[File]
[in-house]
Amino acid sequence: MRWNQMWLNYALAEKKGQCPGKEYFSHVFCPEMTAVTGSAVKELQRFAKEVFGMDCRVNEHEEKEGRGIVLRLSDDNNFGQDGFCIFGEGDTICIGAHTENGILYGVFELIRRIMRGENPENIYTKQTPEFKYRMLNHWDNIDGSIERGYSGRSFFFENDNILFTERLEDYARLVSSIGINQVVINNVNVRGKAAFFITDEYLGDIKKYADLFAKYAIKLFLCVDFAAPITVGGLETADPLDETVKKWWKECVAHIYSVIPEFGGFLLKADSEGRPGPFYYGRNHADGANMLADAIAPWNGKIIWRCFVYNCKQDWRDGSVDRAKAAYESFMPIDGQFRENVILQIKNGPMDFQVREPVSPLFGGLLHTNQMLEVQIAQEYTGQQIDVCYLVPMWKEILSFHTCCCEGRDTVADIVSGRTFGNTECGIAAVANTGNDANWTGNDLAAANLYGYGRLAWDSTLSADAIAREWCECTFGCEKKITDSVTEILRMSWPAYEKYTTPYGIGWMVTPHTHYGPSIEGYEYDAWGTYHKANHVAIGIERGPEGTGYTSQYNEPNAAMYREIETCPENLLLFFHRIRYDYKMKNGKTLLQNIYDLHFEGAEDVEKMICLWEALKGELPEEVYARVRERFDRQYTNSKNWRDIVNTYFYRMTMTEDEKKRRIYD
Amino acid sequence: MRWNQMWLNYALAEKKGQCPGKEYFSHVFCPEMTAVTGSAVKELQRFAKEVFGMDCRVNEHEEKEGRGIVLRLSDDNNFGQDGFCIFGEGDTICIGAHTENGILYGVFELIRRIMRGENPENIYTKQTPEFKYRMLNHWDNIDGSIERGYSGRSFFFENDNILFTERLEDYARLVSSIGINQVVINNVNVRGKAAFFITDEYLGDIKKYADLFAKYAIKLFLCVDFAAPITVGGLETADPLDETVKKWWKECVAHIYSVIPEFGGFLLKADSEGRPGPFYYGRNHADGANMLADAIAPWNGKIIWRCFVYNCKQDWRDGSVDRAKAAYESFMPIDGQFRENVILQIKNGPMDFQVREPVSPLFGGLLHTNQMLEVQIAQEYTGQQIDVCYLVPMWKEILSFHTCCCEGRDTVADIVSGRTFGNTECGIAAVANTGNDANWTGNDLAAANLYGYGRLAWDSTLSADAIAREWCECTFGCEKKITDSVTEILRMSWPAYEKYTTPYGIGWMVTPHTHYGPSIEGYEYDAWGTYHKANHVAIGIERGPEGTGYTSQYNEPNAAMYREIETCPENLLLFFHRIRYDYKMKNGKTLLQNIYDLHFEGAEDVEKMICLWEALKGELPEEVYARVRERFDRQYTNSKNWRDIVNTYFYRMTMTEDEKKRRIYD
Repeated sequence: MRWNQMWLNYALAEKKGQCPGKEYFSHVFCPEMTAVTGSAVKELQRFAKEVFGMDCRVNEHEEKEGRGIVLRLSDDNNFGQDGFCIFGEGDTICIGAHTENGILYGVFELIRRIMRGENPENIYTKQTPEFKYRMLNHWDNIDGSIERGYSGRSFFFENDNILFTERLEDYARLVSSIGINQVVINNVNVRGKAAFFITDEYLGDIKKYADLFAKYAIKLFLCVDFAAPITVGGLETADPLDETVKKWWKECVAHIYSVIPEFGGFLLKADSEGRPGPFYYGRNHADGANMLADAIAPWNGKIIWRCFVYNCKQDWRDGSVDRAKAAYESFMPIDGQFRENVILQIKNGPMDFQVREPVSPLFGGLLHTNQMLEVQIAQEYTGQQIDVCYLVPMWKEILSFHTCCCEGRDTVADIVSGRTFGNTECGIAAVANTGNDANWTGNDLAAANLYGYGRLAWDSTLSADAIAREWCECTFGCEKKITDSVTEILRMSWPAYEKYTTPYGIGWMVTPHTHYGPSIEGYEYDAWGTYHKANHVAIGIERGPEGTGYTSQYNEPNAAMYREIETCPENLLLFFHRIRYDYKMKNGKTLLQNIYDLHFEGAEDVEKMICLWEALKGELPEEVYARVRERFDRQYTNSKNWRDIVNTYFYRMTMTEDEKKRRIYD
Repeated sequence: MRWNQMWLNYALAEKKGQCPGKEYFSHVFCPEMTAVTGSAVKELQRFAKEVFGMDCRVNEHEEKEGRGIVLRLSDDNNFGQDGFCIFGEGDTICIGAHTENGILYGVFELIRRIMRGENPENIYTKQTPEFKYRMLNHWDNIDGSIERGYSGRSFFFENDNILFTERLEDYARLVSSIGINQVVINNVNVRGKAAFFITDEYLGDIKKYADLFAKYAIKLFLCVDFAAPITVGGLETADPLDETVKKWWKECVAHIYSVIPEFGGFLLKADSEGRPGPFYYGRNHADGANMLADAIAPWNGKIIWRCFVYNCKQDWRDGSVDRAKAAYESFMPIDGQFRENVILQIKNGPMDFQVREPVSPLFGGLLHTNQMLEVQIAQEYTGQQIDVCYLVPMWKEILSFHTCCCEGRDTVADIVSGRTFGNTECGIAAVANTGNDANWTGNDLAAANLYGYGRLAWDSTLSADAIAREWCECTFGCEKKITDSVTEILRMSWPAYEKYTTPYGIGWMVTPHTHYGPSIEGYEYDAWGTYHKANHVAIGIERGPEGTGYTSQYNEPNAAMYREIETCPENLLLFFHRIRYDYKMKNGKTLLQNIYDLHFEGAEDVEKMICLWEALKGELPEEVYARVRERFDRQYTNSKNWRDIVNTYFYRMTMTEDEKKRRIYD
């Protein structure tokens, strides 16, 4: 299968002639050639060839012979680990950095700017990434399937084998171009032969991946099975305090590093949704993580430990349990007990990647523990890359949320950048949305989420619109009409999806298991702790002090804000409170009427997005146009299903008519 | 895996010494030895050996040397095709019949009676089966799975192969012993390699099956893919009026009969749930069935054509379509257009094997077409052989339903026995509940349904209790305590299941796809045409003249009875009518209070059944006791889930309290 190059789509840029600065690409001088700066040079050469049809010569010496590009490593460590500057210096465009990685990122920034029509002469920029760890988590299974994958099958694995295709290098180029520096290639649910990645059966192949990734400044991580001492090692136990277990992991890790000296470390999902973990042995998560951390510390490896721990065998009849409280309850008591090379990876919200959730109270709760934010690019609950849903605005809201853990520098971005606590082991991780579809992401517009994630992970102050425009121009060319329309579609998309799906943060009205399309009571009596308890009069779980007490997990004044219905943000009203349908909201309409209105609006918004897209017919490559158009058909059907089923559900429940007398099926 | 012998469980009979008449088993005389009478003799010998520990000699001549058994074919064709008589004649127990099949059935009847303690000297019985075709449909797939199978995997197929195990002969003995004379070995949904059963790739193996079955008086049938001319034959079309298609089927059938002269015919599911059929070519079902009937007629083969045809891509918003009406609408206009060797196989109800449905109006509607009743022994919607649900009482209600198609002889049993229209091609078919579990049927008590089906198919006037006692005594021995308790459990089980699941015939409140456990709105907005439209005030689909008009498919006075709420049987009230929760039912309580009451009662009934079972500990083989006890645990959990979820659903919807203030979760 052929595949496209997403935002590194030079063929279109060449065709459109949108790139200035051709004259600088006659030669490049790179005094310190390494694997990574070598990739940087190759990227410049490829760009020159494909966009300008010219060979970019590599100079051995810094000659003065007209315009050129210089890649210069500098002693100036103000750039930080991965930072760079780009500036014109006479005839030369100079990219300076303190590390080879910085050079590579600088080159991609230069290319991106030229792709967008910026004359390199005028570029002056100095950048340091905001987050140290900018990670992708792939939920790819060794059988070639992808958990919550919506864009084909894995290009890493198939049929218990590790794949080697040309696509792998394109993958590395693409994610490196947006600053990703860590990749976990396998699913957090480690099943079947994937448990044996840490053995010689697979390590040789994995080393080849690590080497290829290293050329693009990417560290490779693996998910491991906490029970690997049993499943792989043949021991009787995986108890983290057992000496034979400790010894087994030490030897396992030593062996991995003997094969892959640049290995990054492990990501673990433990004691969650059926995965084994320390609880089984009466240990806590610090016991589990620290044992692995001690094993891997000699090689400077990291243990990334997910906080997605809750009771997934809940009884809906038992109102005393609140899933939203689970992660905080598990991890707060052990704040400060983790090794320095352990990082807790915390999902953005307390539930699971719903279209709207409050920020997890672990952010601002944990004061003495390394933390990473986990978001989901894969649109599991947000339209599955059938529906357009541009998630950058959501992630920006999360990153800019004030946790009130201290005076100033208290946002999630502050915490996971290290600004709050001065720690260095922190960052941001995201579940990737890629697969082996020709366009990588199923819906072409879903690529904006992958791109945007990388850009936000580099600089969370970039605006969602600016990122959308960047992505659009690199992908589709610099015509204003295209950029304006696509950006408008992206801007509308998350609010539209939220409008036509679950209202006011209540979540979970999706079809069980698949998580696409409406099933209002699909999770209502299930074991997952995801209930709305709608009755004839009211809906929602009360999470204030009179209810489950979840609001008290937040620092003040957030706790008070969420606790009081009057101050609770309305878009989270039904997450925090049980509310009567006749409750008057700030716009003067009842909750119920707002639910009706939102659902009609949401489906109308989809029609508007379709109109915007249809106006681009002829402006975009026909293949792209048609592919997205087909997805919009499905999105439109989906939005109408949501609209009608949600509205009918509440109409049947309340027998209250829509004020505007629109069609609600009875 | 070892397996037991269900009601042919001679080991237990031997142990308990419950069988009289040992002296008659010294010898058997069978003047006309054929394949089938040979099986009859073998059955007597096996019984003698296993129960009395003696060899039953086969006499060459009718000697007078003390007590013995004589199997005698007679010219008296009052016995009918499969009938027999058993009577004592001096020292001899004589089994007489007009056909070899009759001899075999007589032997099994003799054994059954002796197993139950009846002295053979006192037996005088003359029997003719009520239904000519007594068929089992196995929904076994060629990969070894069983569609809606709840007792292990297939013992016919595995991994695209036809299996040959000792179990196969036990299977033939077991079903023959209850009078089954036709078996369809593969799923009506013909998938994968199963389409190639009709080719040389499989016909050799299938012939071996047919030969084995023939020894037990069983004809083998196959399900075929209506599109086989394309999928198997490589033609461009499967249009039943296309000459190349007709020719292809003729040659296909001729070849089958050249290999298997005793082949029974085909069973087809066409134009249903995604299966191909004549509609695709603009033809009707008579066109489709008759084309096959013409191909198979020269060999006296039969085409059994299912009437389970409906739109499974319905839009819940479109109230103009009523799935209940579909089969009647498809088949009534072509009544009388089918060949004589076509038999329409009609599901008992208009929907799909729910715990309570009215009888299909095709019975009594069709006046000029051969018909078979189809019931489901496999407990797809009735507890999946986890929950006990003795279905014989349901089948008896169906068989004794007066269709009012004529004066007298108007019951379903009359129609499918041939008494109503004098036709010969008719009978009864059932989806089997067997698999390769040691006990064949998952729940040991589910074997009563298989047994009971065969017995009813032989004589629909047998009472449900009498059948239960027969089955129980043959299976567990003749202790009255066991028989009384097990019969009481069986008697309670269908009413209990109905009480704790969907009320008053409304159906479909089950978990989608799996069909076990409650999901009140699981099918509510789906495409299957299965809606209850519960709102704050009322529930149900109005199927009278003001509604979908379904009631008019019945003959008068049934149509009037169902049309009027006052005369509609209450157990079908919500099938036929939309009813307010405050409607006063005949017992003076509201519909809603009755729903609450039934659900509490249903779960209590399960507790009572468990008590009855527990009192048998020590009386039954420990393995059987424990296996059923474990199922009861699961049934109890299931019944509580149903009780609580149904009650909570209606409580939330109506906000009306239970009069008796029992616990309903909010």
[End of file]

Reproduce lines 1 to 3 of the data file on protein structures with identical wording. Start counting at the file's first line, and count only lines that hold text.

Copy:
[in-house]
Amino acid sequence: MRWNQMWLNYALAEKKGQCPGKEYFSHVFCPEMTAVTGSAVKELQRFAKEVFGMDCRVNEHEEKEGRGIVLRLSDDNNFGQDGFCIFGEGDTICIGAHTENGILYGVFELIRRIMRGENPENIYTKQTPEFKYRMLNHWDNIDGSIERGYSGRSFFFENDNILFTERLEDYARLVSSIGINQVVINNVNVRGKAAFFITDEYLGDIKKYADLFAKYAIKLFLCVDFAAPITVGGLETADPLDETVKKWWKECVAHIYSVIPEFGGFLLKADSEGRPGPFYYGRNHADGANMLADAIAPWNGKIIWRCFVYNCKQDWRDGSVDRAKAAYESFMPIDGQFRENVILQIKNGPMDFQVREPVSPLFGGLLHTNQMLEVQIAQEYTGQQIDVCYLVPMWKEILSFHTCCCEGRDTVADIVSGRTFGNTECGIAAVANTGNDANWTGNDLAAANLYGYGRLAWDSTLSADAIAREWCECTFGCEKKITDSVTEILRMSWPAYEKYTTPYGIGWMVTPHTHYGPSIEGYEYDAWGTYHKANHVAIGIERGPEGTGYTSQYNEPNAAMYREIETCPENLLLFFHRIRYDYKMKNGKTLLQNIYDLHFEGAEDVEKMICLWEALKGELPEEVYARVRERFDRQYTNSKNWRDIVNTYFYRMTMTEDEKKRRIYD
Amino acid sequence: MRWNQMWLNYALAEKKGQCPGKEYFSHVFCPEMTAVTGSAVKELQRFAKEVFGMDCRVNEHEEKEGRGIVLRLSDDNNFGQDGFCIFGEGDTICIGAHTENGILYGVFELIRRIMRGENPENIYTKQTPEFKYRMLNHWDNIDGSIERGYSGRSFFFENDNILFTERLEDYARLVSSIGINQVVINNVNVRGKAAFFITDEYLGDIKKYADLFAKYAIKLFLCVDFAAPITVGGLETADPLDETVKKWWKECVAHIYSVIPEFGGFLLKADSEGRPGPFYYGRNHADGANMLADAIAPWNGKIIWRCFVYNCKQDWRDGSVDRAKAAYESFMPIDGQFRENVILQIKNGPMDFQVREPVSPLFGGLLHTNQMLEVQIAQEYTGQQIDVCYLVPMWKEILSFHTCCCEGRDTVADIVSGRTFGNTECGIAAVANTGNDANWTGNDLAAANLYGYGRLAWDSTLSADAIAREWCECTFGCEKKITDSVTEILRMSWPAYEKYTTPYGIGWMVTPHTHYGPSIEGYEYDAWGTYHKANHVAIGIERGPEGTGYTSQYNEPNAAMYREIETCPENLLLFFHRIRYDYKMKNGKTLLQNIYDLHFEGAEDVEKMICLWEALKGELPEEVYARVRERFDRQYTNSKNWRDIVNTYFYRMTMTEDEKKRRIYD